• This actually gives rise to an in-universe example. In Batman Child Of Dreams the Batman must go up against a series of imposters of his Rogues Gallery, created by a Mad Scientist out of self-described "pathetic losers." Where does he find these people? Answer: the INTERNET. It seems that Batman never noticed that the years had given rise to Joker Appreciation Societies and Riddler Fanclubs...
    • A better example from the pages of Batman might be Harley Quinn. Although she is the girlfriend and accomplice of the Joker, and is often shown to be almost as Axe-Crazy as he is, fans often seem to forgive her actions, hold her up as something of a heroic or anti-heroic figure, and she is often a Karma Houdini in the actual stories.
      • Her relationship with the Joker is also very prone to this. The tragedy of her love for him is that she thinks he's a decent person on the inside and she can redeem him by making him love her back, but that's simply not true. He's a coldhearted psychopath and he will always be one, and he views her as nothing more than a tool to manipulate. Basically, Draco in Leather Pants as reality.note  However, Harley also happens to be living out the fantasy of an unfortunately large subset of female comic readers, who tend to take her side.
  • Batman in general isn't necessarily immune to this. Mark Waid's Justice League of America: Tower of Babel was designed to criticize the character's prep time paranoia tendencies by showing that he'd secretly been thinking up ways to kill or incapacitate his Justice League allies for years, only to have them fall into the wrong hands, thus placing the entire world in jeopardy. This was intended to show that such a man would be the worst kind of team member who would be impossible to trust and work with since his plans involved torturing them. But unfortunately, all some fans came away with was "BATMAN'S THE SMARTEST, MOST BADASS HERO EVER!!!" It was intended to show that Batman had at least the right idea: every superhero has at least one mind-controlling villain, at least one villain with the same power(s) as the hero, and at least one instance of losing their way and going at least a little too dark. Knowing what you'd do if you had to fight one of your teammates is defensible, but actually writing the manual and failing to keep it out of the bad guys' hands is another story, as well as personally insinuating yourself with them to carefully finagle their weaknesses is also a pretty low thing to do.
  • Judge Dredd. You'd be surprised how many people find the idea of the Judge system appealing and miss the strip's satire altogether.
  • Kingdom Come: Some people read it just because they like the antiheroes. This is missing the fact that Kingdom Come was written as a criticism of that kind of character. Others miss the idea that a big part of the story is that Superman and the new League trying to bring about world peace works horribly and ends up getting everyone nuked, and wholeheartedly support/condemn them as Silver Age nostalgia.
    • Some of that has to do with the concepts that Waid and Ross came up with being popular enough with writers that they were made canon. A few characters like Irey West, Jakeem Thunder and the female Judomaster ended up crossing over into the DCU, while Cyborg temporarily got his golden skin, Roy Harper became Red Arrow, and Wonder Woman got her sword, shield, and willingness to use lethal force (for a time she even was paired with Superman). Seeing as how those characters were generally not shown to be outright asses though, it's somewhat understandable.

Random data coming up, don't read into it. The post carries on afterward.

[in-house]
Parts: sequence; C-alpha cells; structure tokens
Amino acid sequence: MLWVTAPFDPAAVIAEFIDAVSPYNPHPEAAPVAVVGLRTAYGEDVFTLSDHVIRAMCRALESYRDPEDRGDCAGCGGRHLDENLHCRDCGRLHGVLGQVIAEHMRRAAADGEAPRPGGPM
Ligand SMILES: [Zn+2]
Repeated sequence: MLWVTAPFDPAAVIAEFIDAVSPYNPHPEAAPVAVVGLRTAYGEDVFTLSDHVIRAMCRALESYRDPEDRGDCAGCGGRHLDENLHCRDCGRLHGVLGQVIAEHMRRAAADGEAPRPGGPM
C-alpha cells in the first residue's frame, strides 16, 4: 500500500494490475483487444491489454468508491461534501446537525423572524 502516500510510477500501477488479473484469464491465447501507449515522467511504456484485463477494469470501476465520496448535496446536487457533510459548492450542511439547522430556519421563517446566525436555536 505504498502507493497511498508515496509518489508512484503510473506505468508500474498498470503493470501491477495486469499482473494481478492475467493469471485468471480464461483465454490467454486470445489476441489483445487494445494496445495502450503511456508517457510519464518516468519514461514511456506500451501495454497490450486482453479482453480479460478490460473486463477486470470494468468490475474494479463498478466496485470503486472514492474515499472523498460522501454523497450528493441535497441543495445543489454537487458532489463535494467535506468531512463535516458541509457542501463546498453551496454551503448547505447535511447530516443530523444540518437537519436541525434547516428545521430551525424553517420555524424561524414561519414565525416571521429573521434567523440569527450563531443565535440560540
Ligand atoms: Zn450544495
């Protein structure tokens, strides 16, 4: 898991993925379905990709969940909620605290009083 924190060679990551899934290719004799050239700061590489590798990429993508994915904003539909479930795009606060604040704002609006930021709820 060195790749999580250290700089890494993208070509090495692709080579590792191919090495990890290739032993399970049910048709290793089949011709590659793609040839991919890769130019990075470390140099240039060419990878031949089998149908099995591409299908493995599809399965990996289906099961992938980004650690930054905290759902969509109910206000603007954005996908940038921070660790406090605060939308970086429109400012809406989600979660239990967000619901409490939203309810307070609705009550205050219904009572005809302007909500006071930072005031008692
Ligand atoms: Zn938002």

• It got to the point that Magog, who existed exclusively as a self-righteous Take That! aimed at 90's antiheroes (Cable in particular), was given his own book that played his over-the-top attempts at badassery straight. The title itself was cancelled pretty quickly and Magog ended up being killed off shortly after it ended.
    • Magog even got Misaimed Fandom from his creators. Waid and Ross tried to design his costume to include everything they hated about 1990s costumes, but ended up kinda liking it. The character also gets a clear shot at redemption.
    • This attitude began even during the series' original publication. Both Waid and Ross were astounded that in the reaction of readers to the first issue, just about no fan understood that Superman's return was not a symbol of hope and things getting fixed but that Armageddon was on its way.
  • Though the series was massively controversial, there were a surprising number of readers of Superior Spider-Man who sided with Doctor Octopus and genuinely felt that he was indeed better at being Spider-Man than Peter Parker ever was. This is despite the series' final arc demonstrating in great detail why Ock's pompous, Darker and Edgier methods did not work, and even climaxing with him willingly relinquishing control and admitting that Peter was indeed the superior Spider-Man all along.
  • Lex Luthor: Man of Steel is taken by some as an excellent argument for why Lex Luthor is a hero, or at least believing that it brings up some intriguing Gray-and-Grey Morality and humanistic traits to the character because he honestly thinks that he is a hero and Superman is a villain. Many also agree with Lex's arguments against Superman's Lawful Good Chronic Hero Syndrome, which sees him rescuing Toyman from an angry mob, in this story a pedophile who had just (seemingly) blown up a daycare centre. Except for the fact that it is strongly, strongly implied that Lex himself blew up that centre, and is behind a bunch of other horrible things in the comic, and the real point of the story is that Lex is deluded and insane to boot.
  • Lobo started as a generic mercenary before being retooled by creator Keith Giffen as a parody of eighties "grim and gritty" heroes like Wolverine and The Punisher in a series of mini-series books. Needless to say, Lobo became a big hit with fans who took the satire at face value.